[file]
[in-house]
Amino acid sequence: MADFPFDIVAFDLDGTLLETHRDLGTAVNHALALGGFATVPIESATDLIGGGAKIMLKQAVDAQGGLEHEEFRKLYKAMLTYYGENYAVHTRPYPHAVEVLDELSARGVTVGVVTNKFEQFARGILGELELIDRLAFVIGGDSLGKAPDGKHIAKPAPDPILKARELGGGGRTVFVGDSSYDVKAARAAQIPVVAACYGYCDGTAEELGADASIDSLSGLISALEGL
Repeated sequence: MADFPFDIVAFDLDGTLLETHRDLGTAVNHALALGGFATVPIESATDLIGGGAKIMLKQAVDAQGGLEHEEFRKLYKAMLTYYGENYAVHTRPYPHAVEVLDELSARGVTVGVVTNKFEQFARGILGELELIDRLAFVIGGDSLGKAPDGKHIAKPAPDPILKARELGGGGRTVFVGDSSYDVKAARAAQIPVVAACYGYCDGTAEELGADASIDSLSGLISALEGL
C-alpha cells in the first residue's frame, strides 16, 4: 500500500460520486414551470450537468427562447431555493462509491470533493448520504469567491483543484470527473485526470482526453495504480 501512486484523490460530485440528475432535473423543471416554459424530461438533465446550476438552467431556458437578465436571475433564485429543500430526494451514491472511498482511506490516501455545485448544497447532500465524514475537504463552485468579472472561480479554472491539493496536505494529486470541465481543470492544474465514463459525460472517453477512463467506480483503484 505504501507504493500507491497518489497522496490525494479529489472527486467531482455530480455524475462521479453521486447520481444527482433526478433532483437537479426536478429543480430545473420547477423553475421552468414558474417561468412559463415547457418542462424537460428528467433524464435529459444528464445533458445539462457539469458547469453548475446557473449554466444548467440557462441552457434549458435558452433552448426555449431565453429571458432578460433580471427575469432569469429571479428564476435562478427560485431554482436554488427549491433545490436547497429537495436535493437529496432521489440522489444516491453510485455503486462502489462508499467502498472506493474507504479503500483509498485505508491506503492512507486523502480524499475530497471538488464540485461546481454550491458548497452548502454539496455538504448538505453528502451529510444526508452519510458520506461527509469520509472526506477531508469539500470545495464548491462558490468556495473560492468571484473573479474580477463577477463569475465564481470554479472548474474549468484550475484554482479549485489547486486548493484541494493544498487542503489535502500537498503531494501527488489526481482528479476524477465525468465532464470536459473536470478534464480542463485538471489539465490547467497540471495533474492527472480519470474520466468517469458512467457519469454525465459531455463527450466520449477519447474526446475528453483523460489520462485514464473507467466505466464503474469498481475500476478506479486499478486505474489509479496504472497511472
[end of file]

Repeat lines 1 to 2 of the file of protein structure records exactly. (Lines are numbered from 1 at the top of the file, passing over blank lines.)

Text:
[in-house]
Amino acid sequence: MADFPFDIVAFDLDGTLLETHRDLGTAVNHALALGGFATVPIESATDLIGGGAKIMLKQAVDAQGGLEHEEFRKLYKAMLTYYGENYAVHTRPYPHAVEVLDELSARGVTVGVVTNKFEQFARGILGELELIDRLAFVIGGDSLGKAPDGKHIAKPAPDPILKARELGGGGRTVFVGDSSYDVKAARAAQIPVVAACYGYCDGTAEELGADASIDSLSGLISALEGL